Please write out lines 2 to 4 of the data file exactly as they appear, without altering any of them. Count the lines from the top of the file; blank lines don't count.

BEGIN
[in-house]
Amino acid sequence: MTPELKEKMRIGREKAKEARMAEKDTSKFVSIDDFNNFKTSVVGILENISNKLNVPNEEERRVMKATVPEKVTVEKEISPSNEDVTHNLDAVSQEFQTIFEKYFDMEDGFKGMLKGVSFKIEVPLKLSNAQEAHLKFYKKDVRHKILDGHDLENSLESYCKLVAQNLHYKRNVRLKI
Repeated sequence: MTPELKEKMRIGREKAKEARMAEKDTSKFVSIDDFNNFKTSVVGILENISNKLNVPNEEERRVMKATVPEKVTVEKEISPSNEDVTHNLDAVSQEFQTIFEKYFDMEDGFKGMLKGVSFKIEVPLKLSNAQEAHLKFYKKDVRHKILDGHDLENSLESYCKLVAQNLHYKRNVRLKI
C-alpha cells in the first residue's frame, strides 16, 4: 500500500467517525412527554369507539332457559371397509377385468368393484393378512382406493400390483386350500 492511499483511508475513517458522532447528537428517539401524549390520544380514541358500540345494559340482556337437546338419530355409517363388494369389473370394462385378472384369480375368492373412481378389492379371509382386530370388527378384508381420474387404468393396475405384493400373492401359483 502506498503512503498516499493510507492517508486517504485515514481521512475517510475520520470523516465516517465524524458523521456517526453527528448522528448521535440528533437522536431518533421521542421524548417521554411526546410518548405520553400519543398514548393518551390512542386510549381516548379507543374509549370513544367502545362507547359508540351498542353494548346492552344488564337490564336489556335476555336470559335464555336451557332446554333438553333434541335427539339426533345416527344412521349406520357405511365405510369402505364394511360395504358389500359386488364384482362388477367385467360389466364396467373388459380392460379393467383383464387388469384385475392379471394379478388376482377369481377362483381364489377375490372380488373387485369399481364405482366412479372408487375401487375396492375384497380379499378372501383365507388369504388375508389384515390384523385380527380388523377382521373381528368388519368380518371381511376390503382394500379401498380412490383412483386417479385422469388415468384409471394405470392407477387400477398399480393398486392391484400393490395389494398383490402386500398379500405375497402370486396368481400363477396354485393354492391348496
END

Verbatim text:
Amino acid sequence: MTPELKEKMRIGREKAKEARMAEKDTSKFVSIDDFNNFKTSVVGILENISNKLNVPNEEERRVMKATVPEKVTVEKEISPSNEDVTHNLDAVSQEFQTIFEKYFDMEDGFKGMLKGVSFKIEVPLKLSNAQEAHLKFYKKDVRHKILDGHDLENSLESYCKLVAQNLHYKRNVRLKI
Repeated sequence: MTPELKEKMRIGREKAKEARMAEKDTSKFVSIDDFNNFKTSVVGILENISNKLNVPNEEERRVMKATVPEKVTVEKEISPSNEDVTHNLDAVSQEFQTIFEKYFDMEDGFKGMLKGVSFKIEVPLKLSNAQEAHLKFYKKDVRHKILDGHDLENSLESYCKLVAQNLHYKRNVRLKI
C-alpha cells in the first residue's frame, strides 16, 4: 500500500467517525412527554369507539332457559371397509377385468368393484393378512382406493400390483386350500 492511499483511508475513517458522532447528537428517539401524549390520544380514541358500540345494559340482556337437546338419530355409517363388494369389473370394462385378472384369480375368492373412481378389492379371509382386530370388527378384508381420474387404468393396475405384493400373492401359483 502506498503512503498516499493510507492517508486517504485515514481521512475517510475520520470523516465516517465524524458523521456517526453527528448522528448521535440528533437522536431518533421521542421524548417521554411526546410518548405520553400519543398514548393518551390512542386510549381516548379507543374509549370513544367502545362507547359508540351498542353494548346492552344488564337490564336489556335476555336470559335464555336451557332446554333438553333434541335427539339426533345416527344412521349406520357405511365405510369402505364394511360395504358389500359386488364384482362388477367385467360389466364396467373388459380392460379393467383383464387388469384385475392379471394379478388376482377369481377362483381364489377375490372380488373387485369399481364405482366412479372408487375401487375396492375384497380379499378372501383365507388369504388375508389384515390384523385380527380388523377382521373381528368388519368380518371381511376390503382394500379401498380412490383412483386417479385422469388415468384409471394405470392407477387400477398399480393398486392391484400393490395389494398383490402386500398379500405375497402370486396368481400363477396354485393354492391348496